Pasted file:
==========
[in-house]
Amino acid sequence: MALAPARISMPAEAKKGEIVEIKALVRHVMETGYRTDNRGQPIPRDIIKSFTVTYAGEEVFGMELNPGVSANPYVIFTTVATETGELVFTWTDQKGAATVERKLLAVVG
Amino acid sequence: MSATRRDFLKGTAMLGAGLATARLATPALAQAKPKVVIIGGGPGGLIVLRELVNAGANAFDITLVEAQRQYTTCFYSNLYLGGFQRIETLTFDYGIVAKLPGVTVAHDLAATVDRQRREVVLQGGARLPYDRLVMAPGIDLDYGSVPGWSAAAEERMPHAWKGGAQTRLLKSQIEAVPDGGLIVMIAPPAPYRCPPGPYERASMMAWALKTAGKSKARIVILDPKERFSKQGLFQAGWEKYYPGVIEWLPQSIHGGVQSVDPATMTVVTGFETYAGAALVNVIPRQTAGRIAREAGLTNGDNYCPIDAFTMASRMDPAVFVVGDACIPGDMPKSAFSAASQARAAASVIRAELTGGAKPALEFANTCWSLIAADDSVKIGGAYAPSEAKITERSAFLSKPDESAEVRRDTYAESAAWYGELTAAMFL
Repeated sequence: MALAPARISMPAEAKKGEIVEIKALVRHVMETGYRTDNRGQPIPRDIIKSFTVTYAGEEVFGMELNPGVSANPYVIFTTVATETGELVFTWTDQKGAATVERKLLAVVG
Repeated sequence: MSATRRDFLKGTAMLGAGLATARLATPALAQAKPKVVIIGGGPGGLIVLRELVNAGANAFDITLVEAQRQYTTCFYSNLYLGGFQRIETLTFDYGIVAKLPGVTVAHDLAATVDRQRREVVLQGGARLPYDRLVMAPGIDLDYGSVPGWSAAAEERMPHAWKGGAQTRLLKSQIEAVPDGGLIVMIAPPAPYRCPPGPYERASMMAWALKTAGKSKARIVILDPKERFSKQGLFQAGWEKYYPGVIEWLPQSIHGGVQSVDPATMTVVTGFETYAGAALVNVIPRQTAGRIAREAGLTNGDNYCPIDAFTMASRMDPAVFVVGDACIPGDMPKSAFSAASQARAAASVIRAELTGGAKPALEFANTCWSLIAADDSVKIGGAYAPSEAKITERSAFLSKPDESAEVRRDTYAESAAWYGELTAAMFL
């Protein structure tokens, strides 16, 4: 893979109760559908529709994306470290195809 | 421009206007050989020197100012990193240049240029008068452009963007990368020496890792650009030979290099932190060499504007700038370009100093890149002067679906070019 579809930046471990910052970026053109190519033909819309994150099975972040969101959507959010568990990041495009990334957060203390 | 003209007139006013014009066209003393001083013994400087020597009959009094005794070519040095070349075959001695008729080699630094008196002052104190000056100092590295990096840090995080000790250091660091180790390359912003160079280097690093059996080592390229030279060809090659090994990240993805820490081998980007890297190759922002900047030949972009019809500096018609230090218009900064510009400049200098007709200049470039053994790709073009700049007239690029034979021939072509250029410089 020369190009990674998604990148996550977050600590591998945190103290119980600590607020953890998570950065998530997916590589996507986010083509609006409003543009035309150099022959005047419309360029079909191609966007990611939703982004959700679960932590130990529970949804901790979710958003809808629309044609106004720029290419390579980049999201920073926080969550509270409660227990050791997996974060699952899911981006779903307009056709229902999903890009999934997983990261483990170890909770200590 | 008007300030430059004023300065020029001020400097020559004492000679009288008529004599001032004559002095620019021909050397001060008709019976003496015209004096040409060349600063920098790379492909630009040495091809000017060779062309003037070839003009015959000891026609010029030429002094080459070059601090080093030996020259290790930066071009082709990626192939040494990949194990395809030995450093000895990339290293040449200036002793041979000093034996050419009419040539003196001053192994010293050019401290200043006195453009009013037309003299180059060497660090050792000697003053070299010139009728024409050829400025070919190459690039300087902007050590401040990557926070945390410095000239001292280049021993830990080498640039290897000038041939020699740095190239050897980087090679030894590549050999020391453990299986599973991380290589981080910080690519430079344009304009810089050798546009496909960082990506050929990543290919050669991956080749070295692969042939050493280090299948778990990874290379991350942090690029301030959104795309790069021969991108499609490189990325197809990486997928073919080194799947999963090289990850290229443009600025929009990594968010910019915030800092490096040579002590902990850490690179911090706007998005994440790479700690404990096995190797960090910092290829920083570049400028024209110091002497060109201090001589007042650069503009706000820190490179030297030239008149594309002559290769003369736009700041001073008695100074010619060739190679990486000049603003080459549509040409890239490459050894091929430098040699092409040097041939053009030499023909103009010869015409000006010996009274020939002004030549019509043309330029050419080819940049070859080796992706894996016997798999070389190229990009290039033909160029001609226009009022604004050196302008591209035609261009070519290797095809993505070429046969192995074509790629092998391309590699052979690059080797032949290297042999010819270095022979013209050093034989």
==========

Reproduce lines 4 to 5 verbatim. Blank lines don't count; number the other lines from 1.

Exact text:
Repeated sequence: MALAPARISMPAEAKKGEIVEIKALVRHVMETGYRTDNRGQPIPRDIIKSFTVTYAGEEVFGMELNPGVSANPYVIFTTVATETGELVFTWTDQKGAATVERKLLAVVG
Repeated sequence: MSATRRDFLKGTAMLGAGLATARLATPALAQAKPKVVIIGGGPGGLIVLRELVNAGANAFDITLVEAQRQYTTCFYSNLYLGGFQRIETLTFDYGIVAKLPGVTVAHDLAATVDRQRREVVLQGGARLPYDRLVMAPGIDLDYGSVPGWSAAAEERMPHAWKGGAQTRLLKSQIEAVPDGGLIVMIAPPAPYRCPPGPYERASMMAWALKTAGKSKARIVILDPKERFSKQGLFQAGWEKYYPGVIEWLPQSIHGGVQSVDPATMTVVTGFETYAGAALVNVIPRQTAGRIAREAGLTNGDNYCPIDAFTMASRMDPAVFVVGDACIPGDMPKSAFSAASQARAAASVIRAELTGGAKPALEFANTCWSLIAADDSVKIGGAYAPSEAKITERSAFLSKPDESAEVRRDTYAESAAWYGELTAAMFL